Nitrogen is one of the building blocks plants require to grow. Â Nitrogen by itself is too strong of a bond to be usable by plants. Â Nitrogen needs to be connected to some other elements to make the outer electron connection easier. Â In this case, oxygen.
Places for Fixed Nitrogen
A place to get fixed nitrogen is from fertilizer. Â Generally NO3 and NH4 isÂ ammonium nitrate. It's a salt used for commercial fertilizer and explosives. Â The salt can be dissolved in water and it splits into Nitric acid andÂ ammonia. Â NO3 is directly absorbable by plants, while the ammonia needs to be consumed by Â NO4 bacteria and then it is converted into NO3 by another set of bacteria. Â When the two are present in a planter, the NO3 gets absorbed by the plants and the ammonia is left on the outside of the pot in the form of white powder. Â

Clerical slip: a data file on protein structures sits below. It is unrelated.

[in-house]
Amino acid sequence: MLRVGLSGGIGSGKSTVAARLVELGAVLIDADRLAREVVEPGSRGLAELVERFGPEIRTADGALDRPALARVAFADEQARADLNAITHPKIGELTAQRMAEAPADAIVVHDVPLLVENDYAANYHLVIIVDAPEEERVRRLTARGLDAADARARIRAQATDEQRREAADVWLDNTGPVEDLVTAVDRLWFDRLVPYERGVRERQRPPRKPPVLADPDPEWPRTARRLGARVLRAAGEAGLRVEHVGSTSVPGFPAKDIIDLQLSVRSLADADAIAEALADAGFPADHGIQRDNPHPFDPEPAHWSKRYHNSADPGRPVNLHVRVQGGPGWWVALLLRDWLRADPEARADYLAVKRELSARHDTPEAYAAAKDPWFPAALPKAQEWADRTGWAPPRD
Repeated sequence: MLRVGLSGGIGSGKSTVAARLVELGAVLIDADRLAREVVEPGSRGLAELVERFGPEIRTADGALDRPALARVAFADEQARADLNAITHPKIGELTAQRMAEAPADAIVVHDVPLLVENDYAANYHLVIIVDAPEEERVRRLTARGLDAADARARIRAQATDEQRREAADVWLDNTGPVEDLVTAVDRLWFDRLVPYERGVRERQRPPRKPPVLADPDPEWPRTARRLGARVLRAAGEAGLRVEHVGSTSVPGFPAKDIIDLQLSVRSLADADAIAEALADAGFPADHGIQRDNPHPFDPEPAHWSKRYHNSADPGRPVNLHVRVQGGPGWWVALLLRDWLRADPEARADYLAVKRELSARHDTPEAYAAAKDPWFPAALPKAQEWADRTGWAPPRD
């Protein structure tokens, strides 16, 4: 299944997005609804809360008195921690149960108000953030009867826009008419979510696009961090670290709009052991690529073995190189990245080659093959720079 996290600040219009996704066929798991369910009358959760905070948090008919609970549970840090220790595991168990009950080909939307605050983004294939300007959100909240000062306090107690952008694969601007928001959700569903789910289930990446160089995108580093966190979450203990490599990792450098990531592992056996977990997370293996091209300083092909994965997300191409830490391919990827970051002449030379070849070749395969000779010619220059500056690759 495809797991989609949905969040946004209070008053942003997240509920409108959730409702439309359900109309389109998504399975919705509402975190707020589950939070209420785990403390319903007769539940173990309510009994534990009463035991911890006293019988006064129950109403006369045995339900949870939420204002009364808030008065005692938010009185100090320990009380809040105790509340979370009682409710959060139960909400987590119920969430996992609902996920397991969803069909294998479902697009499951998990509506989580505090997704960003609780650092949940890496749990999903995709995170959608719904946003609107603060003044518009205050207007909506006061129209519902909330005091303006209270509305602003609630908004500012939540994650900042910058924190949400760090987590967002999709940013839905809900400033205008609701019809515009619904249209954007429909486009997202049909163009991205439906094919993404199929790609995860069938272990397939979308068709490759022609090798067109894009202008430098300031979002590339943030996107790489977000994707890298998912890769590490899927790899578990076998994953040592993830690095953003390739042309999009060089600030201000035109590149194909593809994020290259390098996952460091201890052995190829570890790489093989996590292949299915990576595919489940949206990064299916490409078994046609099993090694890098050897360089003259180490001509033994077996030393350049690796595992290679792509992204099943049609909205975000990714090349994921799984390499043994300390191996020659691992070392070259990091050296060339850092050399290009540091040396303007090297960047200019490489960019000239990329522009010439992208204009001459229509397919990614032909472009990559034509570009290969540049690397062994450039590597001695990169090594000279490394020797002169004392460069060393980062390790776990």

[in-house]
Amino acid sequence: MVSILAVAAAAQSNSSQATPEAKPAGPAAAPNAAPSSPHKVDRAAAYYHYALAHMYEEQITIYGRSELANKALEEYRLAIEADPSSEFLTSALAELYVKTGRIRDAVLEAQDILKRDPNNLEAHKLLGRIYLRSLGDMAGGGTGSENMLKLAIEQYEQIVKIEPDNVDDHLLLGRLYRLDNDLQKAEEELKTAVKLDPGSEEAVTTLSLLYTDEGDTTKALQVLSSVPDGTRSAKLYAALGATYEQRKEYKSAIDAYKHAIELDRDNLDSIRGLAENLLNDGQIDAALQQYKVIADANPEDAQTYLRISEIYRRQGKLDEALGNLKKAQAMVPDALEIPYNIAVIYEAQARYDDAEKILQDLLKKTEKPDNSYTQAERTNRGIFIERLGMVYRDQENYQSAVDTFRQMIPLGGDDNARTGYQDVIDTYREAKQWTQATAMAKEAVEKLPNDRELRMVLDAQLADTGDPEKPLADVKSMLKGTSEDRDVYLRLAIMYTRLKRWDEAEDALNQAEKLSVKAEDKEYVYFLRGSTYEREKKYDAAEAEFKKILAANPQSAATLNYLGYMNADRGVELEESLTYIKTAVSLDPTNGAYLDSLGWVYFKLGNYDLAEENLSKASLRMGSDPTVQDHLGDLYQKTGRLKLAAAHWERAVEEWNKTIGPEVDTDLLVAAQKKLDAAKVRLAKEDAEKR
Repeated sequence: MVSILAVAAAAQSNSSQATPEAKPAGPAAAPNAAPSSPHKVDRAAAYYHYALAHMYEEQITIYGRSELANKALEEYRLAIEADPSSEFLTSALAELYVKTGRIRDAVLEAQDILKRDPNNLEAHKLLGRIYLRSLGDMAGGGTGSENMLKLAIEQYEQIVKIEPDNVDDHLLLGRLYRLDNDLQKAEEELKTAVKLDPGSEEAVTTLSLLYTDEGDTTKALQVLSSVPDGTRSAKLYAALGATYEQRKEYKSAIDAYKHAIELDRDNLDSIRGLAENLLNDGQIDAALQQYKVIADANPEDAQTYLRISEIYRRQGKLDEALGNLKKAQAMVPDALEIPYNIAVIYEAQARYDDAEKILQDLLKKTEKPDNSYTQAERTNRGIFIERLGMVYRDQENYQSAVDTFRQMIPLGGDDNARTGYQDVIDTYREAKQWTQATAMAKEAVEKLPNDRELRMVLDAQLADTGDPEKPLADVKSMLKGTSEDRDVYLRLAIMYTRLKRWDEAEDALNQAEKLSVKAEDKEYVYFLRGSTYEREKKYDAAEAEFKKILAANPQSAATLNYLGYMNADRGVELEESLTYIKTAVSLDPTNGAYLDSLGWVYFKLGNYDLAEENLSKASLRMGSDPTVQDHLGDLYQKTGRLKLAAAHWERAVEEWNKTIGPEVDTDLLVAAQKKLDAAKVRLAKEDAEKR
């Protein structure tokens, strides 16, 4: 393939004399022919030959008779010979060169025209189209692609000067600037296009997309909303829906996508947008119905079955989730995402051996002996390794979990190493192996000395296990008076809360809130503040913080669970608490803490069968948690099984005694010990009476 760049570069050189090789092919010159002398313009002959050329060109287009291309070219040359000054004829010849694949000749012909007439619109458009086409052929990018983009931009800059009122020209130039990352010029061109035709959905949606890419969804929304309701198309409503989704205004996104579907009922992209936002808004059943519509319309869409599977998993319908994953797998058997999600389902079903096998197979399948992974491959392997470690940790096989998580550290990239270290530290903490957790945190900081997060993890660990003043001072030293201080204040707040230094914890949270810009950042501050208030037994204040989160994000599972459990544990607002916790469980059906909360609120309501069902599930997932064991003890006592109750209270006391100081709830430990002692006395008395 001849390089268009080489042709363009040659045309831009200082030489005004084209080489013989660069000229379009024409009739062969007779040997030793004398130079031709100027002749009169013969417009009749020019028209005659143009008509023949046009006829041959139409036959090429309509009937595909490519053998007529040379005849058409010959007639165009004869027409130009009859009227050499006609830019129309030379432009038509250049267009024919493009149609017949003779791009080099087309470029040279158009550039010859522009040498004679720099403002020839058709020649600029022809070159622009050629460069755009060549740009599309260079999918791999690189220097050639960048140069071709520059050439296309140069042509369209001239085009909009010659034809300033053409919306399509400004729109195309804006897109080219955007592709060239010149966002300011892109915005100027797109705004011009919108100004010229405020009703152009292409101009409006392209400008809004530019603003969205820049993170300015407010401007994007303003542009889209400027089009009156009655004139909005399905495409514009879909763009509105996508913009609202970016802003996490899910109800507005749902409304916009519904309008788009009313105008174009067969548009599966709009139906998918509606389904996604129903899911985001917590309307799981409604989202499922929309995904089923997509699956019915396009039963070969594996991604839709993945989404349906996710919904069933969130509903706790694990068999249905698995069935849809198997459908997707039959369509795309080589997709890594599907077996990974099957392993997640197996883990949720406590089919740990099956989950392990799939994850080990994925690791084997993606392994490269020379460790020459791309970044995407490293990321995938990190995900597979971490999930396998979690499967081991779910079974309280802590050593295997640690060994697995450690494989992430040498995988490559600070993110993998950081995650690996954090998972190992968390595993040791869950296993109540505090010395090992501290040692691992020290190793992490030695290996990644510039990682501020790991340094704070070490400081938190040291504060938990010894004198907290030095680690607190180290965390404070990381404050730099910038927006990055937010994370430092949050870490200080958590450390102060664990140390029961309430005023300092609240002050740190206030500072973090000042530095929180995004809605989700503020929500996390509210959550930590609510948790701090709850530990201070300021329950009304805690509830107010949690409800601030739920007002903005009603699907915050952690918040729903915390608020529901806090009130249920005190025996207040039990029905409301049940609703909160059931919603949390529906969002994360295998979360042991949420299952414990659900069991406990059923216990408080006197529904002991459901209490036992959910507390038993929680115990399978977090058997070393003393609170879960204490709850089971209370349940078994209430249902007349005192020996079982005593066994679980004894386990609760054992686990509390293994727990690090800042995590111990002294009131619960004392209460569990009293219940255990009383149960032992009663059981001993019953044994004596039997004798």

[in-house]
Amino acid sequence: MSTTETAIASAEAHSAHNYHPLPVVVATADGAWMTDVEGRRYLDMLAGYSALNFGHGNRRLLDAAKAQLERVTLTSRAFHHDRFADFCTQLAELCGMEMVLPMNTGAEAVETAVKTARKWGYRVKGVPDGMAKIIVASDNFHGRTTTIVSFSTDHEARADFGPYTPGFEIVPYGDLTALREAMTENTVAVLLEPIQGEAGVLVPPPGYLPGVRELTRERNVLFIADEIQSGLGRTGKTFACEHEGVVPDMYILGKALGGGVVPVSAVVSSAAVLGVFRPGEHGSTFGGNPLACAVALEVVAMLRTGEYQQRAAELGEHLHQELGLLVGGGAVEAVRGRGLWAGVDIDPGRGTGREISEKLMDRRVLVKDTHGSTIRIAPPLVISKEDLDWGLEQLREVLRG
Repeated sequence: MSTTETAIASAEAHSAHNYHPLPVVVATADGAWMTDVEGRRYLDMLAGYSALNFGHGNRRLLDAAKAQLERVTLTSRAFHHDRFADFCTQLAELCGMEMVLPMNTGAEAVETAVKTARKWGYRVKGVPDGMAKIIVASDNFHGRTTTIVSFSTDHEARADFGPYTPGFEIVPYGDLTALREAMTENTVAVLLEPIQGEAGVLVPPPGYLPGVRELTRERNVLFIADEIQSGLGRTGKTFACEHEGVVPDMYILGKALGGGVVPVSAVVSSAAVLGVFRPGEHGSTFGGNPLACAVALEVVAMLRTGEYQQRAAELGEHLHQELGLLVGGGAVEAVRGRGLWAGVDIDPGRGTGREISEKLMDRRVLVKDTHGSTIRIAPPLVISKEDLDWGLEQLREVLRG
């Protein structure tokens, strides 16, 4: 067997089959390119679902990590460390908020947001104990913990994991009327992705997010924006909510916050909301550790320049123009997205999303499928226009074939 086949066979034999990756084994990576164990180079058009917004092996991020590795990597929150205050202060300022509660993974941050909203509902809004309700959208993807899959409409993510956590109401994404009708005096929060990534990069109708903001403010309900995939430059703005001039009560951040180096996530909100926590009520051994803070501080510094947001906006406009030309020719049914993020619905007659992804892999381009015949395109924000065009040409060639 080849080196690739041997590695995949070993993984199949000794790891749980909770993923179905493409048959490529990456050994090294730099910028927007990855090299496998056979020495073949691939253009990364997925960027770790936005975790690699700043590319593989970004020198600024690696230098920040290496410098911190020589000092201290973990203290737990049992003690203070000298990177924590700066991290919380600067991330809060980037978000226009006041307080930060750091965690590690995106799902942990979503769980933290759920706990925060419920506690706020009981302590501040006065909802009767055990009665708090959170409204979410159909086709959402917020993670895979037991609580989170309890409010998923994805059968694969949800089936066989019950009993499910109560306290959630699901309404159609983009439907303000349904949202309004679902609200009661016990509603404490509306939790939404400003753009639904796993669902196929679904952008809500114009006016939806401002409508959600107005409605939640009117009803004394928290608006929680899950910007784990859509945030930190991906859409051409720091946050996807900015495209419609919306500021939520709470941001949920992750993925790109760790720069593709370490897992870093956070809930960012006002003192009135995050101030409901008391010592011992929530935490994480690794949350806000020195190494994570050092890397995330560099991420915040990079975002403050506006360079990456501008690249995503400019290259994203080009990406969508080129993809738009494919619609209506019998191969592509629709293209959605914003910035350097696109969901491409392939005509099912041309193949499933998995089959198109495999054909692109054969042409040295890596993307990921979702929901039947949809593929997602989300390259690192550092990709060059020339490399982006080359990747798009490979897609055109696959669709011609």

ApplyingÂ ammonium nitrateÂ to plants short-circuits the biological cycle in the soil and eventually renders the soil into a mono-culture. Â That's why gardens become more and more dependent on artificial fertilizers.Â The soil food web is majorly compromised.
Another source forÂ ammonium nitrate is nature. Â There are several soil food webs that uses the predator/prey cycle with a side effect of releasing fixed nitrogen. Â Since adding petroleumÂ basedÂ ammonium nitrate to soil really helps plants grow, is it possible to get a similar yield in nature?Â The answer is yes. Â Below is an example of one predator/prey cycle calculating the amount ofÂ ammonium nitrate produced and consumed by plants.